Digital News Asia (DNA) continues a weekly series that profiles the top 50 influencers, movers and shakers who are helping shape Malaysia’s Digital Economy. These articles are from Digerati50, a special print publication released in January 2014. For information on customised reprints of Digerati50, email [email protected].
Arrest of journalist for performing her duties unwarranted Contrary to Malaysia's acceptance of principles of freedom of the press
When we discuss 'Internet rights and freedoms,' we're not talking about any 'special rights' but merely those already accorded us by the Federal Constitution, writes A. Asohan.
There is no doubt that somebody blocked access to the BBC blog on the kangkung meme; if we allow them to get away with this, we’re allowing it to happen again … and again, writes security expert sniffit.
The ‘Sensible and Ethical Malaysian United Troopers’ (Semut) group said it will monitor social media for sensitive remarks or comments 'that can be harmful to society,' but it must prove it does not practise the double standards that Malaysian authorities do, writes A. Asohan.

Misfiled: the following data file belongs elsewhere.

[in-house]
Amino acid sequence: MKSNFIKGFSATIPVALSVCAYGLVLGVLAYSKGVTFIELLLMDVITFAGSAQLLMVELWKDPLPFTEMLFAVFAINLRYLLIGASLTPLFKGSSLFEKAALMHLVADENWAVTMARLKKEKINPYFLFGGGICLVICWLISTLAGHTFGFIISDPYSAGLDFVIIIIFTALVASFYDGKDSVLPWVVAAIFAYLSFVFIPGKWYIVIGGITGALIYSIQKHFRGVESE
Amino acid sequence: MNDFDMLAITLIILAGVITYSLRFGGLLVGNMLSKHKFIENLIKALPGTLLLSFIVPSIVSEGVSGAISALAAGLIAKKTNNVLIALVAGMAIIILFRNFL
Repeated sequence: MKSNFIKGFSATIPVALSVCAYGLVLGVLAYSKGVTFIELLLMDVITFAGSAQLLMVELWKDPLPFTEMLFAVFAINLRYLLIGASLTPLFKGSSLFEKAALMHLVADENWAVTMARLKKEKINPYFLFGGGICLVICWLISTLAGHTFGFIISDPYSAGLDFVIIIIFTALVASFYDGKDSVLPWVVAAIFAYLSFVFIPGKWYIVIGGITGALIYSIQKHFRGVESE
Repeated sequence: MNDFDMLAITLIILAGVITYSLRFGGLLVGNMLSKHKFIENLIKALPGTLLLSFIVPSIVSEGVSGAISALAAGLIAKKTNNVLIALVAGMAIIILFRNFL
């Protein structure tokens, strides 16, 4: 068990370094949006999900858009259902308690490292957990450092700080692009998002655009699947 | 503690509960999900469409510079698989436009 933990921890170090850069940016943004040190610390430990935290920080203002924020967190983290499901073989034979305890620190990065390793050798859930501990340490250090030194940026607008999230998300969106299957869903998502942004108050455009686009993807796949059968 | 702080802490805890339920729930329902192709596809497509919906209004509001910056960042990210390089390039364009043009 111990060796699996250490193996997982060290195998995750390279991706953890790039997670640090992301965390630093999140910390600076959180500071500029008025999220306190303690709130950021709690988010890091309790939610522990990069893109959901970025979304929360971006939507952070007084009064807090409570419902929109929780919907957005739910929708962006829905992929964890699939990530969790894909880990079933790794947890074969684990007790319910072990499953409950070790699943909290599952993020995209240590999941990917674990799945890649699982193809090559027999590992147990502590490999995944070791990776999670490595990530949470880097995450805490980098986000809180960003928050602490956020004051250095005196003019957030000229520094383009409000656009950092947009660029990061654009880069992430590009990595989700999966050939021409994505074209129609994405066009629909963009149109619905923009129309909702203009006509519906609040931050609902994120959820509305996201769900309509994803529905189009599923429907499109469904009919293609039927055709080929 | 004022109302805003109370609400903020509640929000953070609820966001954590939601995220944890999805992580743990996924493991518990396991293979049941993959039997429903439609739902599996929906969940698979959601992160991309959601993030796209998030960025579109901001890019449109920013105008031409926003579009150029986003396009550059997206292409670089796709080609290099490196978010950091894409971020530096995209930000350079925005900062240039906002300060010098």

The Philippines Supreme Court, in an en banc session on Oct 9, voted unanimously to issue a temporary restraining order against the newly-enacted controversial Cybercrime Law.
Malaysia's Internet freedom has worsened in a study of 47 countries in the latest Freedom on the Net 2012: A Global Assessment of Internet and Digital Media report.
The only senator who voted against the Cybercrime Law during its deliberations in the Philippine Senate, Teofisto Guingona III, said he opposed the controversial law based on constitutional grounds as the measure imposes “prior restraint” on the freedom of expression and speech.
There are some good things that have come out of the Government’s bulldozing method of enacting new legislation, such as the recent amendment to the Evidence Act 1950: It has engendered serious and indepth discussions about freedom of expression on the Internet, writes A. Asohan.